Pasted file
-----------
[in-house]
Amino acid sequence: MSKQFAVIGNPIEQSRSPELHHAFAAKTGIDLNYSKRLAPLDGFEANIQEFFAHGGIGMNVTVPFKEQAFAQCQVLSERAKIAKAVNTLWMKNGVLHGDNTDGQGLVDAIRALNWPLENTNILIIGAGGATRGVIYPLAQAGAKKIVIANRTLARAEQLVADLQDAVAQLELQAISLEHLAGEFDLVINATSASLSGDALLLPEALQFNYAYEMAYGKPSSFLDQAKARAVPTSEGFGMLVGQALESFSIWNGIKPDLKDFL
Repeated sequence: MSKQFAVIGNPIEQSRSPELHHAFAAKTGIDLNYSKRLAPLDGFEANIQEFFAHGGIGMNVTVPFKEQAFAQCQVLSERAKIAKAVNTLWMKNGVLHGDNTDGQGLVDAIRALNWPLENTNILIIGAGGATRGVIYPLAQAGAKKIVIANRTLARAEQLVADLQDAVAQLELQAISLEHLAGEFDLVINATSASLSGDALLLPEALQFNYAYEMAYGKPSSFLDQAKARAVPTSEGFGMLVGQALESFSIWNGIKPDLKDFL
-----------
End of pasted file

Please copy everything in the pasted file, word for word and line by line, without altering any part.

[in-house]
Amino acid sequence: MSKQFAVIGNPIEQSRSPELHHAFAAKTGIDLNYSKRLAPLDGFEANIQEFFAHGGIGMNVTVPFKEQAFAQCQVLSERAKIAKAVNTLWMKNGVLHGDNTDGQGLVDAIRALNWPLENTNILIIGAGGATRGVIYPLAQAGAKKIVIANRTLARAEQLVADLQDAVAQLELQAISLEHLAGEFDLVINATSASLSGDALLLPEALQFNYAYEMAYGKPSSFLDQAKARAVPTSEGFGMLVGQALESFSIWNGIKPDLKDFL
Repeated sequence: MSKQFAVIGNPIEQSRSPELHHAFAAKTGIDLNYSKRLAPLDGFEANIQEFFAHGGIGMNVTVPFKEQAFAQCQVLSERAKIAKAVNTLWMKNGVLHGDNTDGQGLVDAIRALNWPLENTNILIIGAGGATRGVIYPLAQAGAKKIVIANRTLARAEQLVADLQDAVAQLELQAISLEHLAGEFDLVINATSASLSGDALLLPEALQFNYAYEMAYGKPSSFLDQAKARAVPTSEGFGMLVGQALESFSIWNGIKPDLKDFL